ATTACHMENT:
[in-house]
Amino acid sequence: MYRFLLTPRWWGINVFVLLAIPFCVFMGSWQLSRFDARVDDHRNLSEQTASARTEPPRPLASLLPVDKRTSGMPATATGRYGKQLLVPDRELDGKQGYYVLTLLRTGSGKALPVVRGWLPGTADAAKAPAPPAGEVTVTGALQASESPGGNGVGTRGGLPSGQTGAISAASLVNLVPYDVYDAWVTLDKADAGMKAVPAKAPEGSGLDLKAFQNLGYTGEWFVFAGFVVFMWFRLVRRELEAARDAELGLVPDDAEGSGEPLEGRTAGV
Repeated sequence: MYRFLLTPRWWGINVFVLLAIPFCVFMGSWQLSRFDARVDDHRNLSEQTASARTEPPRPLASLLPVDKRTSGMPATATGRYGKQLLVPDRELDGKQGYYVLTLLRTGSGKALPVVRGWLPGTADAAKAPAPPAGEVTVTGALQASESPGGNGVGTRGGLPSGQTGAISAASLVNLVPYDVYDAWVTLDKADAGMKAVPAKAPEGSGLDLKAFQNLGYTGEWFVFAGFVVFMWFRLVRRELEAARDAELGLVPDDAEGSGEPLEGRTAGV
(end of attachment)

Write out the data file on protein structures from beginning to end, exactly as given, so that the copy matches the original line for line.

[in-house]
Amino acid sequence: MYRFLLTPRWWGINVFVLLAIPFCVFMGSWQLSRFDARVDDHRNLSEQTASARTEPPRPLASLLPVDKRTSGMPATATGRYGKQLLVPDRELDGKQGYYVLTLLRTGSGKALPVVRGWLPGTADAAKAPAPPAGEVTVTGALQASESPGGNGVGTRGGLPSGQTGAISAASLVNLVPYDVYDAWVTLDKADAGMKAVPAKAPEGSGLDLKAFQNLGYTGEWFVFAGFVVFMWFRLVRRELEAARDAELGLVPDDAEGSGEPLEGRTAGV
Repeated sequence: MYRFLLTPRWWGINVFVLLAIPFCVFMGSWQLSRFDARVDDHRNLSEQTASARTEPPRPLASLLPVDKRTSGMPATATGRYGKQLLVPDRELDGKQGYYVLTLLRTGSGKALPVVRGWLPGTADAAKAPAPPAGEVTVTGALQASESPGGNGVGTRGGLPSGQTGAISAASLVNLVPYDVYDAWVTLDKADAGMKAVPAKAPEGSGLDLKAFQNLGYTGEWFVFAGFVVFMWFRLVRRELEAARDAELGLVPDDAEGSGEPLEGRTAGV